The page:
Dr. Abraham Silberschein was a Polish lawyer and parliamentarian, took part in the 21st Zionist Congress in 1939 in Geneva. He will play 1943 a significant role in providing passports for Jews in danger. He said, “It was a real black market for passports, and the gentlemen of the legation expressed their wish that I should take responsibility for this matter, and I agreed.” Passports Profiteers Police War
25 pages showing the location on Swiss maps of people involved and named in the book. I guess these pages were somehow a book filler and unnecessary to this extent—my only critique of the book.
«The passport is the noblest part of a man. It’s not so easy to create as a man is, and a man can come into being in the most reckless way and without good reason; a passport never can. A passport is recognized when it’s good, while a man can be so good, and yet not recognized.»
-Bertolt Brecht, Refugee Talks,1940s-
Brechts’ statement was never more valid than during these times. Passports Profiteers Police War
In 1941, the rescue mission was betrayed. Walter Meyer, Paraguay’s General Consul, and Huegli’s supervisor informed that his employee was charging irregular fees. But his letter to the Chief of Police, Dr. Heinrich Rothemund, went missing…
Why such passports were still issued and saved thousands of Jewish lives until 1943, you have to read in the book yourself. Plus you will learn many more facts and background information on this Swiss war secret. The book shows their testimony as well.
On the technical/issuing aspect of such passports, it is astonishing that such documents were not somehow suspicious to authorities. These documents were issued only abroad (in Switzerland) for complete families and relatives of up to six people, many even without a passport photo. Remember, we were in the midst of the Holocaust in 1942 when such documents were heavily restricted and controlled. A miracle that saved so many souls.
The number of survivors, as well as the number of visas, passports, and citizenship confirmations issued in Switzerland, was unknown. Silberschein reported that 10,000 people had obtained documents in 1944. Dr. Jakub Kumoch, the Polish Ambassador to Berne until 2020, and his Councillor, Jdrzej Uszynski, have listed 834 Latin American survivors, including Poles (347), Dutch (232), German (197), Austria (22), Czech Republic, and Slovakia (12), France (7), Switzerland (3), and Italians (3). The fate of 1457 additional people is unclear. 962 people were killed, some of whom were killed because they did not obtain reports in a timely manner.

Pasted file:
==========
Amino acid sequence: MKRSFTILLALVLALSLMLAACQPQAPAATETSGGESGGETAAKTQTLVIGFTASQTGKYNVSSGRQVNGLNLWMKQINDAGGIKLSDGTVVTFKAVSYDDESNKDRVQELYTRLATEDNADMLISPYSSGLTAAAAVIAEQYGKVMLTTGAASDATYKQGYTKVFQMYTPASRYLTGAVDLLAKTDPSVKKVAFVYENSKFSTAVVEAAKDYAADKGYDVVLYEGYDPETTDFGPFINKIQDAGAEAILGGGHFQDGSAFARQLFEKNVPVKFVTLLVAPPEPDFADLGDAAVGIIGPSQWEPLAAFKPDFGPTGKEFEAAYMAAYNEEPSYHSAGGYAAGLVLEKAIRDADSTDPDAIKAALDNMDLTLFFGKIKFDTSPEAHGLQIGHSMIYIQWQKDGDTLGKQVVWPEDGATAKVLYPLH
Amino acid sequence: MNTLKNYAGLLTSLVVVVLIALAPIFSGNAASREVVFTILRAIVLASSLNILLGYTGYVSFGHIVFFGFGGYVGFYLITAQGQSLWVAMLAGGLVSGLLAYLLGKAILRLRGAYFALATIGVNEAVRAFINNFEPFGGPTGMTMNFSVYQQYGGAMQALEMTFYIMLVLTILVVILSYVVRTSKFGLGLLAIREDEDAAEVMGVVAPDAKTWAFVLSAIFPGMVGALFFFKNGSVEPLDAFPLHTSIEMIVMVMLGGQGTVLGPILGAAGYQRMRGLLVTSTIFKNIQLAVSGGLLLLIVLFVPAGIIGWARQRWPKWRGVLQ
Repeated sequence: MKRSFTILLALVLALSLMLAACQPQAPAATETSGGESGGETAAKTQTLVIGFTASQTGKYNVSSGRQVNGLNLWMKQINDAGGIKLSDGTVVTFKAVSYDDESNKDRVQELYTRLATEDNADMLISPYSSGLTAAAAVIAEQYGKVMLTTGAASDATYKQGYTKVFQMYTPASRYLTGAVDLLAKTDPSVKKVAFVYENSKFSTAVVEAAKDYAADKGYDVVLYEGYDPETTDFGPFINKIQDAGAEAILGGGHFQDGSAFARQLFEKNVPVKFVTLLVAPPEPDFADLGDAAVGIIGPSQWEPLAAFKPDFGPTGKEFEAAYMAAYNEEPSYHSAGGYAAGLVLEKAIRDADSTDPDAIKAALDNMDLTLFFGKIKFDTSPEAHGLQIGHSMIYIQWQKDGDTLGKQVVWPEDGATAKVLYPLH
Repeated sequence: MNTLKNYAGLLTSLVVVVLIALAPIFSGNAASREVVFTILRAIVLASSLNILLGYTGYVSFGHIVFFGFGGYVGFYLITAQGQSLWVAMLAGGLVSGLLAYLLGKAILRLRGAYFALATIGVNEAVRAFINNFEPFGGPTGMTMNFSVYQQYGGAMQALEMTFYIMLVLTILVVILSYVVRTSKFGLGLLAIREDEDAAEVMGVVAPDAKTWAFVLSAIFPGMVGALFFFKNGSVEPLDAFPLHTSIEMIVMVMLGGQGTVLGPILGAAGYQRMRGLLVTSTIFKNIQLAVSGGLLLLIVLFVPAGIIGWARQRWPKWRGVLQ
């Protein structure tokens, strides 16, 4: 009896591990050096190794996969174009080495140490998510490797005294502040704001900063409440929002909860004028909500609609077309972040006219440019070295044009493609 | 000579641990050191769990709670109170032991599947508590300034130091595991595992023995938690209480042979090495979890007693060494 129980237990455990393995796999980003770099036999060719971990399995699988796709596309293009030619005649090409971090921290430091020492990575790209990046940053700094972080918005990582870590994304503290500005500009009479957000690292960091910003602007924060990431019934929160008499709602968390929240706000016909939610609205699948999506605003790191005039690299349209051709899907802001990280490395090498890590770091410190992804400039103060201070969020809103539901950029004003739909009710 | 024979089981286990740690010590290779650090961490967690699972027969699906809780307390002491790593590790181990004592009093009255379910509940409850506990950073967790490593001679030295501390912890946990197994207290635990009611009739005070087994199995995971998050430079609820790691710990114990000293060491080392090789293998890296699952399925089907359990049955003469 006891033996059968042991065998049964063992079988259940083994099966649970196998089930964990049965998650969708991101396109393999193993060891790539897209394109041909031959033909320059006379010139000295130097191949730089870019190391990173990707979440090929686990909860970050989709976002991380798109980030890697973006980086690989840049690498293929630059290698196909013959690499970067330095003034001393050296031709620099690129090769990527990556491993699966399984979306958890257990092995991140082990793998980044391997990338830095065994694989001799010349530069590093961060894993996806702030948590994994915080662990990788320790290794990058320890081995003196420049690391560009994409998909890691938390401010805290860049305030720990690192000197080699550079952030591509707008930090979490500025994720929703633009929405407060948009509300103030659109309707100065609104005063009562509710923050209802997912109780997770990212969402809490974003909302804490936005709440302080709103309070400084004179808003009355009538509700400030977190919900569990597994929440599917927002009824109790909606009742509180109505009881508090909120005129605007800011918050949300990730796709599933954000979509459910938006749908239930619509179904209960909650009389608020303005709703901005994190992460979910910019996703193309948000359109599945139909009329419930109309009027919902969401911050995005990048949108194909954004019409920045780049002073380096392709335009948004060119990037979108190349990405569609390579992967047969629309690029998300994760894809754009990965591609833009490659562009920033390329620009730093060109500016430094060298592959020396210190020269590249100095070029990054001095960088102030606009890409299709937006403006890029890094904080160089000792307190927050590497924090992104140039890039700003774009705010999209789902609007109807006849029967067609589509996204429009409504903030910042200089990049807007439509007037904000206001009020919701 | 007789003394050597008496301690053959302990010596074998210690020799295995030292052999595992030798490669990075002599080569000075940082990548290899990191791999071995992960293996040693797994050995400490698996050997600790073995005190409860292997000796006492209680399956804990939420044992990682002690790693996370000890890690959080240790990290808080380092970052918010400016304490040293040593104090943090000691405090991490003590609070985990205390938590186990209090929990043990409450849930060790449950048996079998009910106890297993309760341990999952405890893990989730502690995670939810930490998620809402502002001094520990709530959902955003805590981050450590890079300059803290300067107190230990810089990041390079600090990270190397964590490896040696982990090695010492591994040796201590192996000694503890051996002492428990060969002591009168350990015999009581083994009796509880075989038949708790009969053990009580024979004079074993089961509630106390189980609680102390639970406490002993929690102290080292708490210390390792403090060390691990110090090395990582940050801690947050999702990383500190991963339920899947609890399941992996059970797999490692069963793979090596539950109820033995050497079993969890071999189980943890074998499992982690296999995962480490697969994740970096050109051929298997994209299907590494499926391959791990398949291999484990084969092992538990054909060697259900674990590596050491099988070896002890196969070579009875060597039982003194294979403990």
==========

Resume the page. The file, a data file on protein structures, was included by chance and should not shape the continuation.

The book is a must-have for anyone interested in the emigration of Jews from Nazi Germany, which was a life-saving matter back then. As well for everyone interested in passport history & collecting. The book gives you a most interesting insight into a “black market mechanism” for passports in those dangerous times during WWII and the Holocaust. Passports Profiteers Police War
The Jewish Museum of Switzerland, with its exhibition and the book by its director, Dr. Naomi Lubrich, contributed significantly to the collective memory of the Holocaust and the role Switzerland had to rescue Jewish lives, even if not always only out of sympathy as we learn from the book’s content.
Passports, Profiteers, Police – A Swiss War Secret, Jewish Museum of Switzerland, Naomi Lubrich, ISBN 978-3-907262-09-2, bi-lingual DE/EN
Carl Lutz Society
FAQ Passport History pasaporte passeport паспорт 护照 パスポート جواز سفر पासपोर्ट
1. What are the earliest known examples of passports, and how have they evolved?
The word "passport" came up only in the mid 15th Century. Before that, such documents were safe conducts, recommendations or protection letters. On a practical aspect, the earliest passport I have seen was from the mid 16th Century. Read more...
2. Are there any notable historical figures or personalities whose passports are highly sought after by collectors?